I curated and installed my first ever exhibition on Friday 11th May at London’s City Lit as part of Inexpert 2018, a social experiment masquerading as a conference. It was a remarkable celebration of the power of inexpertise and not knowing. Speakers spoke on topics of which they were passionate but entirely inexpert. Videos of the event are here.

My exhibition was of inexpert art created by students on City Lit’s year-long Contemporary Practice: Personal Project course. They offered me their failures and I accepted them as masterpieces of invention and vision, if not technique and application.

You can download the catalogue that includes a guide on how to curate an inexpert exhibition. You can watch my introduction to the exhibition (entirely unscripted, professionally inexpert and on a couple of occasions sweary – so Not necessarily Safe For Work) here.

Curating the exhibition was a liberating experience. Creativity is a messy, mistake-filled and nerve-wracking activity. The Matisses, Bacons, and Giacomettis of this world did not stroll into their studios and knock out a masterpiece. They sweated, doubted, screwed up, started again and perhaps were never entirely satisfied with their works. As an aspiring actor in my younger days, I ultimately could not live with the spectre of rejection and not being “good enough” and moved into other careers, which have now coalesced into being an organisation consultant.

This is why Inexpert 2018 has been so inspirational. Steve Chapman, the convenor instigator grand experimenter, created with great skill a huge safe space for people to be inexpert.

He gave permission to be not good enough, to make mistakes and celebrated inexpertise and not knowing in whatever form it emerged.

With no pressure to curate expertly, I could cast off the spectre from years working as an OD consultant for the V&A Museum, a centre for curatorial expertise, and do as I pleased or thought best. And that often meant saying “Why not” instead of “Why”. It meant not worrying when a print fell off the wall because I had not stuck it on well enough.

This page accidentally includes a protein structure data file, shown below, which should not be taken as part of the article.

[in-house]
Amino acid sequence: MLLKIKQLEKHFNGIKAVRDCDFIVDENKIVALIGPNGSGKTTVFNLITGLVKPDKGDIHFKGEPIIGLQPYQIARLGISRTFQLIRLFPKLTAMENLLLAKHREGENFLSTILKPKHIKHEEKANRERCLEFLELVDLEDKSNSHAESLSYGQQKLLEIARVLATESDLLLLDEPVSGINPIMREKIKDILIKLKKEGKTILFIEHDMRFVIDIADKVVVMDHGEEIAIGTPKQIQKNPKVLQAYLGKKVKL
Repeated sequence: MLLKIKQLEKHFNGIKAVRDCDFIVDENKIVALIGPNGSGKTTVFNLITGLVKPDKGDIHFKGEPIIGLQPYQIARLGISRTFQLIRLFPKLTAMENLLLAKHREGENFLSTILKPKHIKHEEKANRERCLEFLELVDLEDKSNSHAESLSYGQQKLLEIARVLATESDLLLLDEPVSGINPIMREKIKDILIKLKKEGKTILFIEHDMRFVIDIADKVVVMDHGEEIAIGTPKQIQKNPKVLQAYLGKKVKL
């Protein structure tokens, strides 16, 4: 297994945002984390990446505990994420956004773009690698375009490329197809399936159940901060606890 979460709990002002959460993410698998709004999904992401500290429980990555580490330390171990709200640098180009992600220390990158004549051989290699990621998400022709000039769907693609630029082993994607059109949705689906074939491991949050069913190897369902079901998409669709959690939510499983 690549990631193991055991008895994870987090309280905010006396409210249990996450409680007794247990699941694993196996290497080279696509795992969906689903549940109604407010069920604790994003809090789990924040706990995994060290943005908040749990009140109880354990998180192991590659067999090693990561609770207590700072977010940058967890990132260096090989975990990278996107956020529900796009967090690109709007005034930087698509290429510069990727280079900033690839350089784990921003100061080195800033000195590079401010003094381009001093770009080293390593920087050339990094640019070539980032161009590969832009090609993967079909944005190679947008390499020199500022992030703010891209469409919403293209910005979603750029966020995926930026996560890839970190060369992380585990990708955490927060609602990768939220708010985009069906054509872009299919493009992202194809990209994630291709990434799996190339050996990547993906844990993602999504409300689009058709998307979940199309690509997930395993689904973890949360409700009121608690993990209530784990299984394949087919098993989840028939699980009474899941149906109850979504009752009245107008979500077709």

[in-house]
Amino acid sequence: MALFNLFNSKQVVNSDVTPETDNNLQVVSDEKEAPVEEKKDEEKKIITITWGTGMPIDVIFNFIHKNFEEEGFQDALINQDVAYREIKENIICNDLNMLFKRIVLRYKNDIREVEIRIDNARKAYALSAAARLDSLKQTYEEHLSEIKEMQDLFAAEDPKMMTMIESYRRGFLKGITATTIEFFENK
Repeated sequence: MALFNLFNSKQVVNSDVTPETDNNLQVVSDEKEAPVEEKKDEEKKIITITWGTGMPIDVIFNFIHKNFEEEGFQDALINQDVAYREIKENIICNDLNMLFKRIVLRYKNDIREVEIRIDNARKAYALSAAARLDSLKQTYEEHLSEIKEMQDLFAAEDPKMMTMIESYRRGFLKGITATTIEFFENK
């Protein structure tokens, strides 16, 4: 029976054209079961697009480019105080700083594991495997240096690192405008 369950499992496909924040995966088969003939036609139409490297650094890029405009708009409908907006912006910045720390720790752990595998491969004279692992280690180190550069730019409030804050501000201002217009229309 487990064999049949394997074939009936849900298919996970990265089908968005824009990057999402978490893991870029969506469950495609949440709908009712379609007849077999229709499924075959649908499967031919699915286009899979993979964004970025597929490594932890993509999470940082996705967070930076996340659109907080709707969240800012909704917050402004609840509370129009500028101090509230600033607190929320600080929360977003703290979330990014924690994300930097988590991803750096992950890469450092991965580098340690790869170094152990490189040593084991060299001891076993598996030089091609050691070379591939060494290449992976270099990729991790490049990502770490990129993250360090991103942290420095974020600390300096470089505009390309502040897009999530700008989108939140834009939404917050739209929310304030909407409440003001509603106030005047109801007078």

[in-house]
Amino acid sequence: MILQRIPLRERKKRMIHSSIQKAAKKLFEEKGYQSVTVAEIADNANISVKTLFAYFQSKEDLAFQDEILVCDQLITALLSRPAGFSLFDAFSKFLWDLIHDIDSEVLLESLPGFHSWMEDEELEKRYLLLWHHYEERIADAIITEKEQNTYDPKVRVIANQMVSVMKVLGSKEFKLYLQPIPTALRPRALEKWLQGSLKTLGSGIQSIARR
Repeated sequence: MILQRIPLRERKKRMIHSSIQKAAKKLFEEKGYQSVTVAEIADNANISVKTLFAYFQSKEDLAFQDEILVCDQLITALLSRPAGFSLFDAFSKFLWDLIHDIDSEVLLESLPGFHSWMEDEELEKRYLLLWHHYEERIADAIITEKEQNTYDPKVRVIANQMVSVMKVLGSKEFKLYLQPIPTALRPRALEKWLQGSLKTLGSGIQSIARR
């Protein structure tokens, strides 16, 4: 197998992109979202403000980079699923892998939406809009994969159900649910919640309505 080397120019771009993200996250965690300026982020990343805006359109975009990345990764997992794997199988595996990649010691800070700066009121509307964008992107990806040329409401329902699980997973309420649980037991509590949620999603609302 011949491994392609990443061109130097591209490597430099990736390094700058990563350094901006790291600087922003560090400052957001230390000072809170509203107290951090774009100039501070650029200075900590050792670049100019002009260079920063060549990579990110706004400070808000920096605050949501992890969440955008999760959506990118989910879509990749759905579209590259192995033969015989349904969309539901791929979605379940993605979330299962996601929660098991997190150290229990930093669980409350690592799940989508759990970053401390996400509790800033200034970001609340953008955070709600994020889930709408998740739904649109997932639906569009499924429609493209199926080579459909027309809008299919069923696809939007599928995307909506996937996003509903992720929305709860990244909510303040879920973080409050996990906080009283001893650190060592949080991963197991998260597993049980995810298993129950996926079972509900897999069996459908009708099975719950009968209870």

I went from doubting myself to calm in the storm to self-confidence and even, against all my natural inclinations, to accepting praise for what I had created.

Why is this important?

Much that we do is constrained by the value we unconsciously assign to it. But when what we think of as poor or a failure is viewed through different eyes – those of a gallery visitor who really wants to buy someone’s failed painting, an audience who laughs or applauds at an unexpected moment, or a respected friend tells you they wish they could do what you do – we are given the choice to re-think ourselves and appreciate the value of what we have disregarded or not noticed.

In a world where SATs, rich lists, social media are constantly telling what good or best is, these moments of generosity and learning are becoming scarcer.

As work and organisations drive for more tangible outcomes, more often and faster, the value of making mistakes, our primary source of learning, is less and less tolerated. And this at a time when the World Economic Forum says that Creativity is one of the Top 3 skills needed to thrive in the Fourth Industrial Revolution.

Workplaces need safe spaces for experimentation and mistakes. A messy place of permission to create and innovate.  Ask me. I would love to show you how.

Since Inexpert 2018, I have been reviewing my recent work – drawings, writings, reports, presentations, as well as my inexpert exhibition – with a new lens.

And you know what? There’s some really good stuff!

And if some of it isn’t, to my mind, good enough, it might just be that the right person hasn’t seen it yet.

Thanks to Ian Tucknott and all the students at City Lit, all the Inexpert Team, all the Inexpert Speakers, but most of all to the genius being that is Steve Chapman.


This article was first published on http://canscorpionssmoke.com/inexpert/#blogs and LinkedIn